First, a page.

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Political division is nothing new. Throughout American history there have been numerous flare ups in which the political arena was more than just tense but incideniary. In a letter addressed to William Hamilton in 1800, Thomas Jefferson once lamented about how an emotional fervor had swept over the populace in regards to a certain political issue at the time. It disturbed him greatly to see how these political issues seemed to seep into every area of life and even affect people's interpersonal relationships. At one point in the letter he states:

"I never considered a difference of opinion in politics, in religion, in philosophy, as cause for withdrawing from a friend."

Today, we Americans find ourselves in a similar situation, with our political environment even more splintered due to a number of factors. The advent of mass digital media, siloed identity-driven political groups, and a societal lack of understanding of basic discursive fundamentals all contribute to the problem.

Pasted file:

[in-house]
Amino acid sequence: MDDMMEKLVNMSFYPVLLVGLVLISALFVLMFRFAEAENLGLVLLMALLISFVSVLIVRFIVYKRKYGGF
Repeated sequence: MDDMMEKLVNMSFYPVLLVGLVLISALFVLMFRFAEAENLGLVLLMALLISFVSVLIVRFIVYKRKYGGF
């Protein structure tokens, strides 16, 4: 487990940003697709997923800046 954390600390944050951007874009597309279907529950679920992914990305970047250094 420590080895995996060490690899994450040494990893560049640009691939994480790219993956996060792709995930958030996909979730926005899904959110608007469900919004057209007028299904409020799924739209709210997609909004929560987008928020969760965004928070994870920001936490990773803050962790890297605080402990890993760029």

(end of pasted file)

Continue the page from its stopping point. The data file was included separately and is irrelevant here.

Civil discourse has fallen to an all time low.

The question that the American populace needs to ask itself now is: how do we fix it?


Discursive fundamentals need to be taught to preserve free expression

In a 2017 Free Speech and Tolerance Survey by Cato, it was found that 71% of Americans believe that political correctness had silenced important discussions necessary to our society. Many have pointed to draconian university policies regarding political correctness as a contributing factor to this phenomenon.

It's a great irony that, colleges, once true bastions of free-speech, counterculture and progressiveness, have now devolved into reactionary tribal politics.

Many years ago, one could count on the fact that universities would be the first places where you could espouse and debate any controversial idea without consequence. The decline of staple subjects that deal with the wisdom of the ancients, historical reference points, and civic discourse could be to blame for this exaggerated partisanship boiling on campuses.